US prosecutors accuse ex-Tennessee lawmaker of delaying sentencing
Jul 27, 2023, 9:46 AM | Updated: 9:52 am
NASHVILLE, Tenn. (AP) — Federal prosecutors on Thursday accused a former Tennessee state senator of intentionally delaying his sentencing after the Republican unsuccessfully attempted to withdraw his guilty plea to federal campaign finance laws.
Earlier this spring, Brian Kelsey announced that he pleaded guilty with an “unsure heart and confused mind” due to events in his personal life — his father had abruptly died in February, and he and his wife were caring for their twin sons born in September. He has since replaced his legal team and sought to prove that he was given bad legal advice.
Kelsey had entered a guilty plea before a federal judge in November in the case related to a failed 2016 congressional campaign. Kelsey had previously pleaded not guilty — often describing his case as a “political witch hunt.” But he changed his mind shortly after his co-defendant, Nashville social club owner Joshua Smith, pleaded guilty to one count under a deal that required him to “cooperate fully and truthfully” with federal authorities.
However, in May, U.S. District Judge Waverly Crenshaw denied Kelsey’s plea reversal and later ordered Kelsey and his new legal team to appear in person at the Nashville federal courthouse on Thursday to finalize when the sentencing hearing could be set.
A visibly impatient Crenshaw noted several times that Thursday was originally supposed to be Kelsey’s sentencing hearing but that the court was unable to do so because of the switch up in legal teams,
“I need some explanation on what happened,” Crenshaw said.
Alex Little, an attorney now representing Kelsey, responded that a “great deal of back and forth” had occurred with Kelsey’s former attorneys after Crenshaw’s May decision denying the withdrawal of the guilty plea.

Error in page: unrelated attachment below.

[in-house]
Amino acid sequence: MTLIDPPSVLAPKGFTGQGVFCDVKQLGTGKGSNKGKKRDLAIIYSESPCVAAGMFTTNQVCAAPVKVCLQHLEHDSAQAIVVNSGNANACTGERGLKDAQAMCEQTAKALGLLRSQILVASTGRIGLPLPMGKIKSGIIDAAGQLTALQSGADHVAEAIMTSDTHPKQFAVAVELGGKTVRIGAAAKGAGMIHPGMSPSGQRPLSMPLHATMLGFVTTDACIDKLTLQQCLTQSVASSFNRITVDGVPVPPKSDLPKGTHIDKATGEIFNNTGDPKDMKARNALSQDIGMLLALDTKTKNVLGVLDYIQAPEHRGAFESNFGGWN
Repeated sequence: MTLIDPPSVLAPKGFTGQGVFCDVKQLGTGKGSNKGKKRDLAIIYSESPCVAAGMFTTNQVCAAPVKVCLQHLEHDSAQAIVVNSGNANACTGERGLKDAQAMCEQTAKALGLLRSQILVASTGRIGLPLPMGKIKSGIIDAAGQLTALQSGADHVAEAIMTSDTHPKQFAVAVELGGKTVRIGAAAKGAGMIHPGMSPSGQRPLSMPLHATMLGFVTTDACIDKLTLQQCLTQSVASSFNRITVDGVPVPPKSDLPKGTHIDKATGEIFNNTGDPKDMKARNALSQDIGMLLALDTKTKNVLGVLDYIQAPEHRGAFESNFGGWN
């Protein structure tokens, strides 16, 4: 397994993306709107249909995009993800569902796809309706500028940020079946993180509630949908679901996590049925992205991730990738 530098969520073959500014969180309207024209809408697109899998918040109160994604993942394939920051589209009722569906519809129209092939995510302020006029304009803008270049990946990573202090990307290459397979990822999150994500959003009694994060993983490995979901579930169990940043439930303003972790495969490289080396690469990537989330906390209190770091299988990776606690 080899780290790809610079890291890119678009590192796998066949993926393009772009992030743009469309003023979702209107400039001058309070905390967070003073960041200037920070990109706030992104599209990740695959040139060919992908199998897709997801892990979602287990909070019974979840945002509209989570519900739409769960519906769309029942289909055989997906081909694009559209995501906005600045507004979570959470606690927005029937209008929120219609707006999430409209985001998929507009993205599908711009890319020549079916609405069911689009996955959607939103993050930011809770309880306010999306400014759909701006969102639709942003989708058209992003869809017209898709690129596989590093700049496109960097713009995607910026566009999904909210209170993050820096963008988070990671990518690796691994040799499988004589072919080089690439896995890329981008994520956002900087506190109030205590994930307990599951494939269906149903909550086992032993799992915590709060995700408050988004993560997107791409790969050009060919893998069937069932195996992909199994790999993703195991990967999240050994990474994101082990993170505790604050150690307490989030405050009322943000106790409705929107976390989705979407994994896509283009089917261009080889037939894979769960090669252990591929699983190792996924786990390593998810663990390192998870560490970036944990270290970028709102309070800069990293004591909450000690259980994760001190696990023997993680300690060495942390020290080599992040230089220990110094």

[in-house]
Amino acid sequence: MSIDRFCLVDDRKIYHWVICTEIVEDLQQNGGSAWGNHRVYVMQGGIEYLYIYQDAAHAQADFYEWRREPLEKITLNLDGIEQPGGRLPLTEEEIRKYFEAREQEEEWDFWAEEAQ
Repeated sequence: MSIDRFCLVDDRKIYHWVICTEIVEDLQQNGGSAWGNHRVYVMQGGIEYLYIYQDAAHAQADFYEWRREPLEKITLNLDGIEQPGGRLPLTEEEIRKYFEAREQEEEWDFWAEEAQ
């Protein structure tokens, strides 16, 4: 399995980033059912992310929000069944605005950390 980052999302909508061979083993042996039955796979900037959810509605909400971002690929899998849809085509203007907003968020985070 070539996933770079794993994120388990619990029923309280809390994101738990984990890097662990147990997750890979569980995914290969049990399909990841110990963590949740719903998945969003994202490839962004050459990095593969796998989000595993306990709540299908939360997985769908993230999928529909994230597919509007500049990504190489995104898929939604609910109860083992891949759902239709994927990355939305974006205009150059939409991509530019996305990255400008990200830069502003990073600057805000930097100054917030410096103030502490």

Assistant U.S. Attorneys Amanda Klopf compared switching up attorneys similar to “throwing a wrench in the gears again.”
“It does feel like a delay tactic at this point,” she said.
After going and back forth, Crenshaw set Aug. 11 as Kelsey’s new sentencing date.
In October 2021, a federal grand jury in Nashville indicted Kelsey and Smith, who owns The Standard club, on several counts each. The indictment alleged that Kelsey, Smith and others violated campaign finance laws by illegally concealing the transfer of $91,000 — $66,000 from Kelsey’s state Senate campaign committee and $25,000 from a nonprofit that advocated about legal justice issues — to a national political organization to fund advertisements urging support of Kelsey’s congressional campaign.
Prosecutors allege that Kelsey and others caused the national political organization to make illegal and excessive campaign contributions to Kelsey by coordinating with the nonprofit on advertisements, and that they caused the organization to file false reports to the Federal Election Commission.
Kelsey, a 44-year-old attorney from Germantown, was first elected to the General Assembly in 2004 as a state representative. He was later elected to the state Senate in 2009.